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Hormones and Mental Health: It's Okay to Talk about It


Carrie Steckl, Ph.D.: Fri, Mar 8th 2013

By simply writing the word "hormones" in the title of this blog post, I feel like I'm committing some sort of taboo. Hormones and their effect on mood and mental health (especially among women) have either been ignored or been the subject of countless jokes and parodies in television, film, and novels. In fact, I was recently watching an old episode of "Dexter" (you caught me - yes, I like the show) when Dexter's fiancée, Rita, goes on a tirade about pancakes during her early months of pregnancy.

woman on couch in painHeaven forbid that a man should ever suggest to a woman that she feels the way she does because of hormone fluctuations - at least on television. The usual result is a very angry woman and perhaps a slap across the face. But here's the thing - hormone fluctuations do affect mood and mental health, in a big way. If the man (or woman) acknowledges this in a sensitive way, I applaud that person for recognizing an issue that often gets relegated to bad office humor.

I'll focus on women here, because they are more susceptible to hormone fluctuations than men, but please know that balanced hormones are extremely important to the health of both sexes. Women have many, many hormones coursing through their bodies naturally, and these levels change when life events occur such as menstruation, pregnancy, post-pregnancy, perimenopause (the years of irregularity leading up to menopause), and menopause itself.

Hormone levels also change during "unnatural" events such as taking birth control pills or going through fertility treatments. These experiences expose the woman to synthetic hormones - sometimes in large quantities - that can wreak havoc on her hormonal system and create chronic unbalances. Certain foods also contain estrogen or promote its production, while others inhibit the body's ability to produce estrogen. It's no wonder that women experience so many fluctuations in their hormone levels and the accompanying physical and emotional symptoms.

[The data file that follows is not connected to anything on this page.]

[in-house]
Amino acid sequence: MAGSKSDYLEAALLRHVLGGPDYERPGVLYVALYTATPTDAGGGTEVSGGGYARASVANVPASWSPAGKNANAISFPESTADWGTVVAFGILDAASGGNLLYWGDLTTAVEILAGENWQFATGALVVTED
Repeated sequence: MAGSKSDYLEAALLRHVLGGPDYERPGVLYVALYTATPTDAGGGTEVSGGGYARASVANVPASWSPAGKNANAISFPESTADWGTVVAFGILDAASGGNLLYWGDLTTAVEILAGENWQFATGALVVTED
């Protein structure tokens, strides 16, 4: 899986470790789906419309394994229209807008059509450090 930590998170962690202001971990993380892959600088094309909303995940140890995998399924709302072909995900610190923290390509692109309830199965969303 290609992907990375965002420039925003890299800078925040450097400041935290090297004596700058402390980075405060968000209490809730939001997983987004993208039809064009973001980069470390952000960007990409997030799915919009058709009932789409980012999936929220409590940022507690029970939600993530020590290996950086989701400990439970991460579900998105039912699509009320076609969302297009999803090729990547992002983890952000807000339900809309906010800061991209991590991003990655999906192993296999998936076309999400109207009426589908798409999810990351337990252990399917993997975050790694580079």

An article in UCLA's Vital Signs newsletter describes how hormonal changes can increase a woman's risk for mental health problems such as anxiety or depression. Even women who have been treated for mental health conditions are more at risk for relapse during times of hormonal fluctuations.

If you are concerned about how your hormones may be affecting your mental health, there are a couple of steps you can take, according to Dr. Robert J. Hedaya in an article in Psychology Today:

  • Write down a history of your mental health and hormonal events. Include any mental health diagnoses or major events such as menstruation, birth control use, or pregnancy.
  • Track your current symptoms for at least three months to try to gain a picture of what you are experiencing in relation to your cycles.
  • See your doctor. Hormone levels can be tested over a complete menstrual cycle to see how they are fluctuating each month. Be sure to bring your history and your symptom log when you see your doctor.

Treatments for hormonal problems vary greatly depending on their nature. The good news is that we now live in an age where hormones can be discussed without snickering - at least with our doctors, and on this blog.

 

Carrie Steckl, Ph.D.

Itís a true blessing to have you visit my blog on mental health and wellness. I also write blogs on faith and caregiving in addition to teaching part-time for Columbia College of Missouri. For more information about my background and writing, visit my webpage at carriesteckl.com.

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